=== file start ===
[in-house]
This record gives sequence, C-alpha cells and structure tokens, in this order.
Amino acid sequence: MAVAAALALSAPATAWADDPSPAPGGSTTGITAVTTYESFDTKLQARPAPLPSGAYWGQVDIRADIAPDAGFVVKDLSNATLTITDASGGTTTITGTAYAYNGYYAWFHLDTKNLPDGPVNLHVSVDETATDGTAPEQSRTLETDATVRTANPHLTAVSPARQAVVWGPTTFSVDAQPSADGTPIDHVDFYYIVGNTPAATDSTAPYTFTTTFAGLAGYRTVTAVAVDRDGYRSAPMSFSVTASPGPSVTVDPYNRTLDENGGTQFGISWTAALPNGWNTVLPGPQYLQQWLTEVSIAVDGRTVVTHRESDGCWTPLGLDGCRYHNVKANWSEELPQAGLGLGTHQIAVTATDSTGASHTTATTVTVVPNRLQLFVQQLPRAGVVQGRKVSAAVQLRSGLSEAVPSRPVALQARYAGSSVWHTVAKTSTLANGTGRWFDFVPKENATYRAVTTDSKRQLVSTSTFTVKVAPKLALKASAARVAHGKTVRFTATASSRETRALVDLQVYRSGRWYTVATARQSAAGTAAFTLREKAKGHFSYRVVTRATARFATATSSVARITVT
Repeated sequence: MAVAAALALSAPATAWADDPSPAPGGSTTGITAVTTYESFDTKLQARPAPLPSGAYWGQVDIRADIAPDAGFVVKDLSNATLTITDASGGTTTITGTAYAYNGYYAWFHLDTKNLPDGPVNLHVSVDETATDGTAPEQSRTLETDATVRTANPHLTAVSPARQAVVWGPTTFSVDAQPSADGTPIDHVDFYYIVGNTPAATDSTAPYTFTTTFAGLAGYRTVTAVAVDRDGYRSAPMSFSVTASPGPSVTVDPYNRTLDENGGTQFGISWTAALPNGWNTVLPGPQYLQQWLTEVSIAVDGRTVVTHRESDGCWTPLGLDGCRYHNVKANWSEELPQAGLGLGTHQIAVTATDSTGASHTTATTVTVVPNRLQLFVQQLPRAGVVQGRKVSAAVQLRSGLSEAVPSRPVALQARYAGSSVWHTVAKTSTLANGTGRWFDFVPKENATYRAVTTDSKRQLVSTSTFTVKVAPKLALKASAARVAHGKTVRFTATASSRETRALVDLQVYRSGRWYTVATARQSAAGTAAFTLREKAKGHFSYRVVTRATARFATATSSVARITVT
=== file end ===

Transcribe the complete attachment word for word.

[in-house]
This record gives sequence, C-alpha cells and structure tokens, in this order.
Amino acid sequence: MAVAAALALSAPATAWADDPSPAPGGSTTGITAVTTYESFDTKLQARPAPLPSGAYWGQVDIRADIAPDAGFVVKDLSNATLTITDASGGTTTITGTAYAYNGYYAWFHLDTKNLPDGPVNLHVSVDETATDGTAPEQSRTLETDATVRTANPHLTAVSPARQAVVWGPTTFSVDAQPSADGTPIDHVDFYYIVGNTPAATDSTAPYTFTTTFAGLAGYRTVTAVAVDRDGYRSAPMSFSVTASPGPSVTVDPYNRTLDENGGTQFGISWTAALPNGWNTVLPGPQYLQQWLTEVSIAVDGRTVVTHRESDGCWTPLGLDGCRYHNVKANWSEELPQAGLGLGTHQIAVTATDSTGASHTTATTVTVVPNRLQLFVQQLPRAGVVQGRKVSAAVQLRSGLSEAVPSRPVALQARYAGSSVWHTVAKTSTLANGTGRWFDFVPKENATYRAVTTDSKRQLVSTSTFTVKVAPKLALKASAARVAHGKTVRFTATASSRETRALVDLQVYRSGRWYTVATARQSAAGTAAFTLREKAKGHFSYRVVTRATARFATATSSVARITVT
Repeated sequence: MAVAAALALSAPATAWADDPSPAPGGSTTGITAVTTYESFDTKLQARPAPLPSGAYWGQVDIRADIAPDAGFVVKDLSNATLTITDASGGTTTITGTAYAYNGYYAWFHLDTKNLPDGPVNLHVSVDETATDGTAPEQSRTLETDATVRTANPHLTAVSPARQAVVWGPTTFSVDAQPSADGTPIDHVDFYYIVGNTPAATDSTAPYTFTTTFAGLAGYRTVTAVAVDRDGYRSAPMSFSVTASPGPSVTVDPYNRTLDENGGTQFGISWTAALPNGWNTVLPGPQYLQQWLTEVSIAVDGRTVVTHRESDGCWTPLGLDGCRYHNVKANWSEELPQAGLGLGTHQIAVTATDSTGASHTTATTVTVVPNRLQLFVQQLPRAGVVQGRKVSAAVQLRSGLSEAVPSRPVALQARYAGSSVWHTVAKTSTLANGTGRWFDFVPKENATYRAVTTDSKRQLVSTSTFTVKVAPKLALKASAARVAHGKTVRFTATASSRETRALVDLQVYRSGRWYTVATARQSAAGTAAFTLREKAKGHFSYRVVTRATARFATATSSVARITVT